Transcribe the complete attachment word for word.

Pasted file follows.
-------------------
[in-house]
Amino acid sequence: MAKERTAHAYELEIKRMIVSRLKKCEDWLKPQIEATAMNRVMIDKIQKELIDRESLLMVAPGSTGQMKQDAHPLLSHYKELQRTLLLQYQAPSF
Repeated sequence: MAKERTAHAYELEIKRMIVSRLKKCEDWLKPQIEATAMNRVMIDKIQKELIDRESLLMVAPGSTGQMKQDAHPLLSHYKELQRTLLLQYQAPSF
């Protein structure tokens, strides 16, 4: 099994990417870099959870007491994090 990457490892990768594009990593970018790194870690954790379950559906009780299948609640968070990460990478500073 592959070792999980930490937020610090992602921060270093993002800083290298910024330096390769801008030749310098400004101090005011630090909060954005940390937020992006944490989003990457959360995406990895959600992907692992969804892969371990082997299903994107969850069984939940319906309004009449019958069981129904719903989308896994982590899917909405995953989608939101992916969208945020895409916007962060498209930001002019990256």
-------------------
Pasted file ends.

[in-house]
Amino acid sequence: MAKERTAHAYELEIKRMIVSRLKKCEDWLKPQIEATAMNRVMIDKIQKELIDRESLLMVAPGSTGQMKQDAHPLLSHYKELQRTLLLQYQAPSF
Repeated sequence: MAKERTAHAYELEIKRMIVSRLKKCEDWLKPQIEATAMNRVMIDKIQKELIDRESLLMVAPGSTGQMKQDAHPLLSHYKELQRTLLLQYQAPSF
């Protein structure tokens, strides 16, 4: 099994990417870099959870007491994090 990457490892990768594009990593970018790194870690954790379950559906009780299948609640968070990460990478500073 592959070792999980930490937020610090992602921060270093993002800083290298910024330096390769801008030749310098400004101090005011630090909060954005940390937020992006944490989003990457959360995406990895959600992907692992969804892969371990082997299903994107969850069984939940319906309004009449019958069981129904719903989308896994982590899917909405995953989608939101992916969208945020895409916007962060498209930001002019990256």